The world is Ava, and the people of Ava know that their ancestors must have come from the stars.  Why?  Well there are these great big pyramids full of super-high technology in the arctic, and since nobody on their world could have built them, there is no fossil record of other species with high tech, and no evidence that the humans of Ava are related to the rest of the biosphere’s evolutionary path it seems pretty obvious.  Reasoning this through, the scientists of Ava started a crash program to reverse engineer as much technology from these pyramids as they could to advance their civilization and reach for the stars, which they had determined were their birthright.  The United Nations of Ava was born and it began to colonize neighboring stars quickly.

Their first colony, Hades, was a hellish world rich in minerals which the UNA used as a sort of Botany Bay colony.  Unfortunately for them, the people of Hades revolted and formed the Revolutionary Collective of Hades and the Red Blok.  Many of the UNA’s colonies, as well as half of the nations of the world of Ava, joined the Red Blok and UNA and their Red Blok enemies began fighting a war comprised of a bitter series of brush battles, sabotage, work stoppage actions, civil riots, propaganda, espionage, and unremitting psychological warfare.  This all came to an abrupt halt with the Trauma on Ava.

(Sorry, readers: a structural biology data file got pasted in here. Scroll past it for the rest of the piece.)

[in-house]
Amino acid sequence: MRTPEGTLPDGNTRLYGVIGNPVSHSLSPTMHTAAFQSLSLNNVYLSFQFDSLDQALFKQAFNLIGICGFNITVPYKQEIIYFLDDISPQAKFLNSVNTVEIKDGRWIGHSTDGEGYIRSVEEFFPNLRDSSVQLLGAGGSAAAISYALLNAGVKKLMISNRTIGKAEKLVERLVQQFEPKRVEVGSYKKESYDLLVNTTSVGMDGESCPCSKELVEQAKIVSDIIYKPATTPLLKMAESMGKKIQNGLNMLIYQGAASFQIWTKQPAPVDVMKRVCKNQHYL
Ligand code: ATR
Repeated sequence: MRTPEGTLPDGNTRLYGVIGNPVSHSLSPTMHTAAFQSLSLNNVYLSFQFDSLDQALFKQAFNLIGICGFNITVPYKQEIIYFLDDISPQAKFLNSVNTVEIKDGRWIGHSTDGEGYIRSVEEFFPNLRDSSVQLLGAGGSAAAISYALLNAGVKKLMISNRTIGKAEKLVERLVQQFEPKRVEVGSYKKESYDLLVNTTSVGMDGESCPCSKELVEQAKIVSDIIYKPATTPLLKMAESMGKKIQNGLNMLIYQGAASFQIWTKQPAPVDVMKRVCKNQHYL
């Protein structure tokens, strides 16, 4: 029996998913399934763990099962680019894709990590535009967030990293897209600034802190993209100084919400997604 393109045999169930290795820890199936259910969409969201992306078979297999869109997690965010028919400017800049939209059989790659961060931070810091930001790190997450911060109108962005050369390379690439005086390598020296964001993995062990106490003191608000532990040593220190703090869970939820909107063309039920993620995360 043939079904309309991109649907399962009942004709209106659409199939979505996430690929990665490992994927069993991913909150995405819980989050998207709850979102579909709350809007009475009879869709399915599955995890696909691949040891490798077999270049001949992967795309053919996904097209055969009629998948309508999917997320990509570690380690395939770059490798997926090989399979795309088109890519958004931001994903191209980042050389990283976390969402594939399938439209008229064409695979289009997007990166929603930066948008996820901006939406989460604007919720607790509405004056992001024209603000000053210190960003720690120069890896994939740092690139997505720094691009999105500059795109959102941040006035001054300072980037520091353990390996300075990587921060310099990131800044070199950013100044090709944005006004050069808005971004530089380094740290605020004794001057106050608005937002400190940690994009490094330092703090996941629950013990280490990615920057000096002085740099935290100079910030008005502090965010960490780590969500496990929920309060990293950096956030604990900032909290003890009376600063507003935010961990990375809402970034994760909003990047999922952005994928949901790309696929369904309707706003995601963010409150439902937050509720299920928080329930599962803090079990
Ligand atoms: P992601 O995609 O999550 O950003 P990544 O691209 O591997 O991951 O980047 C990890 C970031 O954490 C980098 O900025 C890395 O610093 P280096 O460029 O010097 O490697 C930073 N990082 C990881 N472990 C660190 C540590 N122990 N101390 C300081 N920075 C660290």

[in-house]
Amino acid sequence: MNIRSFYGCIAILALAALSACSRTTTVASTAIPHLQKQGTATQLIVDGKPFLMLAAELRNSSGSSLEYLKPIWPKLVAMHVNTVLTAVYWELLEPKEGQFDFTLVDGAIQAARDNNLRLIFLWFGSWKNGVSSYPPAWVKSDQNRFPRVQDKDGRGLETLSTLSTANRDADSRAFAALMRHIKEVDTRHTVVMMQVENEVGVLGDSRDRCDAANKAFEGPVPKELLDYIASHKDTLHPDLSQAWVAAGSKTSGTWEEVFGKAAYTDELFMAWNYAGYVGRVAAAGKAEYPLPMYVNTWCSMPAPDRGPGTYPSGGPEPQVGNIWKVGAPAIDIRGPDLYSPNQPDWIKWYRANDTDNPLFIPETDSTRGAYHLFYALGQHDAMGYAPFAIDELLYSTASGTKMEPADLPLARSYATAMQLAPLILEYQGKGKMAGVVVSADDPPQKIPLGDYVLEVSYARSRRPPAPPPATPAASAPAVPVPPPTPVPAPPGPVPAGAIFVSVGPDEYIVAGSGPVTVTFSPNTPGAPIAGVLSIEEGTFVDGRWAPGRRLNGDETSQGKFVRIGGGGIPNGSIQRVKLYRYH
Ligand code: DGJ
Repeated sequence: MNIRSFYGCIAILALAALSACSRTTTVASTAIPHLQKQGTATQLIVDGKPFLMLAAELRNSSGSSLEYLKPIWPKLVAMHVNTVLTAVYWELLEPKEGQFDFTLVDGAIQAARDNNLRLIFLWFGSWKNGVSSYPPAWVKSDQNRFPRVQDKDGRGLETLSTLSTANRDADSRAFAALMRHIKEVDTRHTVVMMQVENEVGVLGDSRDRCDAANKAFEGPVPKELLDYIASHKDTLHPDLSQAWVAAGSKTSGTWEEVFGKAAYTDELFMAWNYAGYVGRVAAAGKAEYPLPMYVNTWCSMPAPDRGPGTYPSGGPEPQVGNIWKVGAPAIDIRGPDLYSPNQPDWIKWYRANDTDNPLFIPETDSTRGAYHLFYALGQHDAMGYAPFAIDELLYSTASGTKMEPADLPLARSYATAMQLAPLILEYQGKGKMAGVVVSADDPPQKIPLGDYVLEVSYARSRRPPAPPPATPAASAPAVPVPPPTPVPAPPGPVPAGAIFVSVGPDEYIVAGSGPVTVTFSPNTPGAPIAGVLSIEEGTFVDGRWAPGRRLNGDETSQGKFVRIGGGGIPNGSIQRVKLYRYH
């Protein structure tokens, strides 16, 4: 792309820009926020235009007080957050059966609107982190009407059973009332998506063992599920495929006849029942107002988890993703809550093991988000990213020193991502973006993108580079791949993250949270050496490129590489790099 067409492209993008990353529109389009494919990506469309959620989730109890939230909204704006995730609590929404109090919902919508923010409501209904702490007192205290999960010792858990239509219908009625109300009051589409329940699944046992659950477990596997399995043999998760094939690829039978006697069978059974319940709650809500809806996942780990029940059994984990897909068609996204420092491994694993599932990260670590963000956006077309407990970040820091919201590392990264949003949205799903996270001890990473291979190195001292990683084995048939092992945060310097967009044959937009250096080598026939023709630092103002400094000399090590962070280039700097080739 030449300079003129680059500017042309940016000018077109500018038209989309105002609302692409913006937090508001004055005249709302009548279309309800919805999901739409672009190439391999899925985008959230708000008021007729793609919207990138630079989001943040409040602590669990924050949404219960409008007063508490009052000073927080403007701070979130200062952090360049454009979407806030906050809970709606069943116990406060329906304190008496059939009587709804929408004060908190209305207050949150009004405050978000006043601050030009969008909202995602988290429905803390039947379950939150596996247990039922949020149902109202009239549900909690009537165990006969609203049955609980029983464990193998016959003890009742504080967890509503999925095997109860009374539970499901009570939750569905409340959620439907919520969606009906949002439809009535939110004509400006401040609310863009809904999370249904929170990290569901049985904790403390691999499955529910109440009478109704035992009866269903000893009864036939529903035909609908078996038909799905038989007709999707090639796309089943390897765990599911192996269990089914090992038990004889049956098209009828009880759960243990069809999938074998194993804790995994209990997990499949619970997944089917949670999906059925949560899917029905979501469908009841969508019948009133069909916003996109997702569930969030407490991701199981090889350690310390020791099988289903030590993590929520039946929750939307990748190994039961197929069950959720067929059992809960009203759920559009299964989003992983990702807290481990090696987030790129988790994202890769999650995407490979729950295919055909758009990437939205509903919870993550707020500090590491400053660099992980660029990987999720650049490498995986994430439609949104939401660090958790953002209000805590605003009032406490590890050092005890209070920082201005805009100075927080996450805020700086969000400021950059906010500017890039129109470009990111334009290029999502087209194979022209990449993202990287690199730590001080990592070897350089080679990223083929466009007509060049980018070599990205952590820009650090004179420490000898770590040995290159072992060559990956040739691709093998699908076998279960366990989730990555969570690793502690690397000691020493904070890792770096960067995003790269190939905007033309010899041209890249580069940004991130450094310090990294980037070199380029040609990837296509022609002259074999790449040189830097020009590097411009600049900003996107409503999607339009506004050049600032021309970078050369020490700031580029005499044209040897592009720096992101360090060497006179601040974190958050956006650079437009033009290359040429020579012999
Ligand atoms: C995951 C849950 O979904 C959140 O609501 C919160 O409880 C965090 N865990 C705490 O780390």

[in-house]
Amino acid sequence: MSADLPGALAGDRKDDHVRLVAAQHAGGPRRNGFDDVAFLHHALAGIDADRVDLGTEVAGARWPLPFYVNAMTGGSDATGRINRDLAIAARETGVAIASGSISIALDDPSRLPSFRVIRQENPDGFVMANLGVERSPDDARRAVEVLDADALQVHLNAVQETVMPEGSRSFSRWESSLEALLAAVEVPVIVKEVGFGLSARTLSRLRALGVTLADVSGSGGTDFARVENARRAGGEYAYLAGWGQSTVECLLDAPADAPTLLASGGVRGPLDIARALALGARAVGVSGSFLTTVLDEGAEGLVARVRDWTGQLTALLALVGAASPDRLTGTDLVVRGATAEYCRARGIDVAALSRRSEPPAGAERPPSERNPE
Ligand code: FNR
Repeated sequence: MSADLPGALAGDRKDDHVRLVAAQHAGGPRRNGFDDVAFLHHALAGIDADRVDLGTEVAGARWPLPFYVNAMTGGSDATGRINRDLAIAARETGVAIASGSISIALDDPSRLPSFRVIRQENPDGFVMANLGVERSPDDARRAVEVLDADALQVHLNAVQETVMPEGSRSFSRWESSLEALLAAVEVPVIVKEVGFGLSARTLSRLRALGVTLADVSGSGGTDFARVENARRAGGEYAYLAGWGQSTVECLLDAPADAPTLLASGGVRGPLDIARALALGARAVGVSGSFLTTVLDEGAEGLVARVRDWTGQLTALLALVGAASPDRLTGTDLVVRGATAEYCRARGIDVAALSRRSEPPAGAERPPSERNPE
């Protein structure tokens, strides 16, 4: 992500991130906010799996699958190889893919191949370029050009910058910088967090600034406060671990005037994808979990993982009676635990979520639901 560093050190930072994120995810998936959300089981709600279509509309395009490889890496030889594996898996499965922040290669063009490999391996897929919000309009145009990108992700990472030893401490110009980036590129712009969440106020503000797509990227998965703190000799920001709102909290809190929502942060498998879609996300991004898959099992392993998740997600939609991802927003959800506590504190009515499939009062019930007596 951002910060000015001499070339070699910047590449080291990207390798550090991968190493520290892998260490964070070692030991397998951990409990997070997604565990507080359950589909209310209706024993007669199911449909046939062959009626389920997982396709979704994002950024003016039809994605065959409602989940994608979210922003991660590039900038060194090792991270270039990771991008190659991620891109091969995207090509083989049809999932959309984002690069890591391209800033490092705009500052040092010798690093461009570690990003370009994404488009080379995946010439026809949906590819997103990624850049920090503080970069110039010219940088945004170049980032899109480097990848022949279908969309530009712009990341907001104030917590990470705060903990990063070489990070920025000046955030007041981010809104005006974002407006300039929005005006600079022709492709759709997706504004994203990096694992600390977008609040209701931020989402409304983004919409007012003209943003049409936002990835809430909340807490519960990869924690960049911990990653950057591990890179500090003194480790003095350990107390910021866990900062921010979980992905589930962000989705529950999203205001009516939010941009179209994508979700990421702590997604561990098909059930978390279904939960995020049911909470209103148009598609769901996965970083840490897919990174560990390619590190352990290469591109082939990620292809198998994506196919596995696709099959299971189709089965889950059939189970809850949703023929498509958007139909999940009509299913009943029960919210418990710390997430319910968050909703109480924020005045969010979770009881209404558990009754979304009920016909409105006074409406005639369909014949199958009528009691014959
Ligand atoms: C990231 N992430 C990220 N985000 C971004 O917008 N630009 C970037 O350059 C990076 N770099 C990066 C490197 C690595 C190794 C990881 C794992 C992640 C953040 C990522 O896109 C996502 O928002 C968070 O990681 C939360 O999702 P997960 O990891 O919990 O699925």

While the ‘humans’ were progressing away, the Therians (humans from the planet Earth who had long ago experienced singularity and evolved into the trans-humanist state of purely mental beings living in machines) were merrily going about their business and waiting for technology and industry to reach a certain level on Ava before they enacted the next part of their devious plan.  Did I say devious plan?  Well, I guess ‘devious’ is as good a word as any (though in the case of the Therians, moronic, foolhardy, insane, nonsensical, or rabidly stupid would do as well for descriptions).  You see, in the many millennia since their transcendence from fleshy beings to computer constructs that use nanotechnology, the Therians have become obsessed with their own mortality.  Sure, they could conceivably live until the heat death of the universe, but how would they survive after the heat death of the universe (never mind that fact that this would not occur for trillions of years).  Their brilliant plan to escape the icy fingers death, therefore, was to encase as many stars as possible in Dyson Spheres, where they could live through the end of time in comfort and style.  By the way, did I mention that they decided to cheat and seed thousands of worlds around the universe with life and technological scraps so humans could evolve quickly and become high tech societies and damage their planet to the point where it can easily be converted into the beginnings of a Dyson Sphere?  Yeah, they did that too.  Great plan, huh?  Thus it was that the Therians attacked Ava, setting off the Trauma, and opening up a can of worms that is the setup for the present day’s actions.